Magazine article Information Today

Mount Holyoke: Bridging the Gap between Books and Bytes

Magazine article Information Today

Mount Holyoke: Bridging the Gap between Books and Bytes

Article excerpt

From the outside, Mount Holyoke College's library looks like just another quintessential Ivy League building. But inside, a new computing center reveals that the all-women school in South Hadley, Mass., is getting ready for the 21st century.

Change is nothing new for college librarian Anne C. Edmonds. After all, she's been overseeing the Williston Memorial Library since 1864. In fact, she's only the fourth head librarian in the college's history. Of course, books still get plenty of space in Edmonds' office, but so does an IBM-compatible computer. Edmonds says that technology is redefining the role of librarians at liberal arts colleges. "One of the issues today," she says, "is the relationship between computing centers and libraries."

That issue is in the spotlight at Mount Holyoke these days. The school recently concluded a $15.3 million library renovation project that includes a state-of-the-art computer center and a new science library. A copper-sheathed skywalk connects the old and new buildings and symbolizes the growing symbiosis between libraries and information technology resources. "It's a relationship that's evolving," says Edmonds.

Mount Holyoke is not alone in grappling with the changes being brought about by rapidly improving technology. In a recent report prepared for the Research Libraries Group Inc., Richard Dougherty and Carol Hughes from the University of Michigan's School of Information and Library Studies, note, "The growing presence of information technologies has created tensions between the traditional values of academe and the new roles and responsibilities envisioned for libraries and computer centers."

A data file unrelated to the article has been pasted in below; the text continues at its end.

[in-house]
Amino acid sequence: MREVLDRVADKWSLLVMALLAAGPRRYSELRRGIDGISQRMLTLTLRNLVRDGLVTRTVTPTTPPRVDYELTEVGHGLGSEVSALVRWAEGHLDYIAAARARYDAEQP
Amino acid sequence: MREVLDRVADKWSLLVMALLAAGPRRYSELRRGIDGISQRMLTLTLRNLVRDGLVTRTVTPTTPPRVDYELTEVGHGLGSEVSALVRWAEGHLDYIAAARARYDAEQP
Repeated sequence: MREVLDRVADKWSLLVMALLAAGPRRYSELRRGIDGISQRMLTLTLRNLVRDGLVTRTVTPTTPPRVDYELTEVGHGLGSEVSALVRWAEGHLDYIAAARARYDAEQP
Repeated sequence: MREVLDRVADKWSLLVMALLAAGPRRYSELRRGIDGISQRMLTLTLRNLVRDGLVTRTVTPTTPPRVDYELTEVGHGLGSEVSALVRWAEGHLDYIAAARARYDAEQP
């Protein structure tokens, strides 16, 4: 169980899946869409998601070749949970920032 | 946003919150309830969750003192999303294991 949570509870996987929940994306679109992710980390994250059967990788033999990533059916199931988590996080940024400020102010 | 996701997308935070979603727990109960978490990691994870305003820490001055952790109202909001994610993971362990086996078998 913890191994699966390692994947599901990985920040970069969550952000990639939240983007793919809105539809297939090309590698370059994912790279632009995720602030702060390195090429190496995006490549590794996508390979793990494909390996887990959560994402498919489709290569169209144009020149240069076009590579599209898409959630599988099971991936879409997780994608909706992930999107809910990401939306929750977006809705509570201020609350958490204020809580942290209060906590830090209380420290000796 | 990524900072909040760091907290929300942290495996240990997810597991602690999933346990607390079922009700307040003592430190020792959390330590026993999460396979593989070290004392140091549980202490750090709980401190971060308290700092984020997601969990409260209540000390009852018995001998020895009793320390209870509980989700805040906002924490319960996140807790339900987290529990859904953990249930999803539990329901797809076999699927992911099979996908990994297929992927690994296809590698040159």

The report, titled, "Preferred Futures for Libraries," goes on to say that "the period of forthcoming change could be characterized as the transition from the physical library to the logical library."

In simpler terms, notes Edmonds, the big question "is how to manage information and who handles it?" On the one hand the answer is simple. The "computing people" handle the physical networks and the librarians take care of interpretation. But in order to work, the high tech wizards and the book worms have to find a common ground.

Still, Edmonds thinks it's essential that librarians be included in the planning process. After all, they're the ones who ultimately must leverage the library's computing resources for the benefit of its patrons.

New equipment, such as CD-ROM readers and computerized data bases, open up an astounding array of information options. For librarians, says Edmonds, the challenge is to understand the resources and be able to help students and faculty get the information they need. It's the same thing librarians have been doing for centuries. Only now, there are an infinite number of available resources. "The possibilities," she says, "are mind-boggling."

But Edmonds is undaunted by the changing role of traditional librarians. She was involved in establishing a networked online catalog that put the Mount Holyoke Library's holdings on the same system as listing from nearby Smith College, Hampshire College, Amherst College and the University of Massachusetts-Amherst. And she has watched as the library's card catalog gathers more and more dust.

Edmonds calls the new computer technology being used in libraries "a quantum leap." But, she notes, there have been giant steps in the past. In fact, she says, the computer age arrived at Mount Holyoke in 1974. That's when the library began using a machine-readable format to catalog its holdings.

Despite all of the possibilities, Edmonds says it can be frustrating to deal with the bugs that ultimately crop up in any information technology system. And, she notes, there is tendency toward overkill. "Everybody thinks they should have a 747 when all they're ready for is a Wright Brothers airplane."

And, says Edmonds, opening the doors to vast amounts of new information raises philosophical questions. …

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